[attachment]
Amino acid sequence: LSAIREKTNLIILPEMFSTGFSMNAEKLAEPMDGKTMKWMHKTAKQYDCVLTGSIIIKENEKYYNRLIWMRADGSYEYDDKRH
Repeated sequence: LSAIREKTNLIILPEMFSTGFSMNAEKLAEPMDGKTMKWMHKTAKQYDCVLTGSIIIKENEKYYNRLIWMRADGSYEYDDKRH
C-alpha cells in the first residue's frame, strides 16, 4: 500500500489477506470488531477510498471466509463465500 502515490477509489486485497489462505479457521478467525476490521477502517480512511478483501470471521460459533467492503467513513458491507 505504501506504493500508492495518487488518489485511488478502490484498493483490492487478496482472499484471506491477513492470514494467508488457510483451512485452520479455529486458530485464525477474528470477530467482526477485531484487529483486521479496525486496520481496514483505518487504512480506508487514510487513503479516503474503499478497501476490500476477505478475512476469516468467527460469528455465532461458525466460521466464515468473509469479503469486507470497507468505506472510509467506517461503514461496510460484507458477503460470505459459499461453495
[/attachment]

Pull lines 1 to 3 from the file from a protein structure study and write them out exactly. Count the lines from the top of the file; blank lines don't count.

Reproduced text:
Amino acid sequence: LSAIREKTNLIILPEMFSTGFSMNAEKLAEPMDGKTMKWMHKTAKQYDCVLTGSIIIKENEKYYNRLIWMRADGSYEYDDKRH
Repeated sequence: LSAIREKTNLIILPEMFSTGFSMNAEKLAEPMDGKTMKWMHKTAKQYDCVLTGSIIIKENEKYYNRLIWMRADGSYEYDDKRH
C-alpha cells in the first residue's frame, strides 16, 4: 500500500489477506470488531477510498471466509463465500 502515490477509489486485497489462505479457521478467525476490521477502517480512511478483501470471521460459533467492503467513513458491507 505504501506504493500508492495518487488518489485511488478502490484498493483490492487478496482472499484471506491477513492470514494467508488457510483451512485452520479455529486458530485464525477474528470477530467482526477485531484487529483486521479496525486496520481496514483505518487504512480506508487514510487513503479516503474503499478497501476490500476477505478475512476469516468467527460469528455465532461458525466460521466464515468473509469479503469486507470497507468505506472510509467506517461503514461496510460484507458477503460470505459459499461453495